Law Review Article Length: What Changed?
Berkeley law prof Bob Berring has a short piece in the latest issue of The Green Bag wondering about why the elite law reviews decided to adopt their article length policies that call for shorter articles.

  Berring applauds the change -- as an aside, I should add that most legal academics seem to agree, with the most notable exception being the smallish group of professors who like to write 100+ page drafts -- and focuses his attention on the timing of the policy switch. Academics have been criticizing law reviews for years, Berring notes. What changed? In Berring's words, "So what is up?" Berring speculates that the reason might be competition from online databases such as SSRN, or perhaps the influence of the Green Bag itself.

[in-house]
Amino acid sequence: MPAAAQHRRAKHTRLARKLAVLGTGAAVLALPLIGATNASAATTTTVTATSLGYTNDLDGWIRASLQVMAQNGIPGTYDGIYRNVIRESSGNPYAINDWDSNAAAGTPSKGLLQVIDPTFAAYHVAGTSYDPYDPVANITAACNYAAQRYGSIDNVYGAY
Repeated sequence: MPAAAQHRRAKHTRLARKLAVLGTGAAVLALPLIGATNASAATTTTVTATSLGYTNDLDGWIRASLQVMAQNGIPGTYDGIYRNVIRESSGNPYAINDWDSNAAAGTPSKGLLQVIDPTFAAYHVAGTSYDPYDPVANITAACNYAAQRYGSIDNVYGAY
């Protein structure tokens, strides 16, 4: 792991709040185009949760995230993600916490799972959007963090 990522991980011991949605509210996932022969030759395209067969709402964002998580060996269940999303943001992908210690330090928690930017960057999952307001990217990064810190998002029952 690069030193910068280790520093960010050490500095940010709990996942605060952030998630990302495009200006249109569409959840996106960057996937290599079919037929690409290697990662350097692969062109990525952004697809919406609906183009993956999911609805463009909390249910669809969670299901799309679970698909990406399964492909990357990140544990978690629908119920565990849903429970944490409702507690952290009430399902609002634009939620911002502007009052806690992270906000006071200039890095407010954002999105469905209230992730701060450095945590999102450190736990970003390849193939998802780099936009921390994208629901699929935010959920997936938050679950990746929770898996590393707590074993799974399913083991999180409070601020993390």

This is an interesting question, at least to us law profs. The policy change was a pretty bold move, and anecdotal evidence suggests that it has led to a significant shift in the scholarly designs of many law professors. In response to the policy change, most lawprofs are trying to write significantly shorter articles. Berring is asking a good question: why now?